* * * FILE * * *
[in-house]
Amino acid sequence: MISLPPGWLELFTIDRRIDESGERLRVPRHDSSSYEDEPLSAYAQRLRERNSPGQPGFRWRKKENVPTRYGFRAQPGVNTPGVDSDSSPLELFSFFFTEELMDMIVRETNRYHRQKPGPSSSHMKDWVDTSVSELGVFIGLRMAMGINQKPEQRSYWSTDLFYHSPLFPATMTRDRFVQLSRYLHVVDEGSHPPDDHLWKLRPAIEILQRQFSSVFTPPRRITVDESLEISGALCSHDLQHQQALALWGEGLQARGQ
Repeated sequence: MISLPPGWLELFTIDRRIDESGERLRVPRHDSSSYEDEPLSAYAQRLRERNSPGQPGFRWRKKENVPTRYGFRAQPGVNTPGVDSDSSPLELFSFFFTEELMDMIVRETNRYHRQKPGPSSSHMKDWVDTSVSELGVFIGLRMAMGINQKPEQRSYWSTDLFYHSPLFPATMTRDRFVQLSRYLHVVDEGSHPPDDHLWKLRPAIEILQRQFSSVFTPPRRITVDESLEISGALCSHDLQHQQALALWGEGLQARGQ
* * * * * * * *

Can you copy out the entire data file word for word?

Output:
[in-house]
Amino acid sequence: MISLPPGWLELFTIDRRIDESGERLRVPRHDSSSYEDEPLSAYAQRLRERNSPGQPGFRWRKKENVPTRYGFRAQPGVNTPGVDSDSSPLELFSFFFTEELMDMIVRETNRYHRQKPGPSSSHMKDWVDTSVSELGVFIGLRMAMGINQKPEQRSYWSTDLFYHSPLFPATMTRDRFVQLSRYLHVVDEGSHPPDDHLWKLRPAIEILQRQFSSVFTPPRRITVDESLEISGALCSHDLQHQQALALWGEGLQARGQ
Repeated sequence: MISLPPGWLELFTIDRRIDESGERLRVPRHDSSSYEDEPLSAYAQRLRERNSPGQPGFRWRKKENVPTRYGFRAQPGVNTPGVDSDSSPLELFSFFFTEELMDMIVRETNRYHRQKPGPSSSHMKDWVDTSVSELGVFIGLRMAMGINQKPEQRSYWSTDLFYHSPLFPATMTRDRFVQLSRYLHVVDEGSHPPDDHLWKLRPAIEILQRQFSSVFTPPRRITVDESLEISGALCSHDLQHQQALALWGEGLQARGQ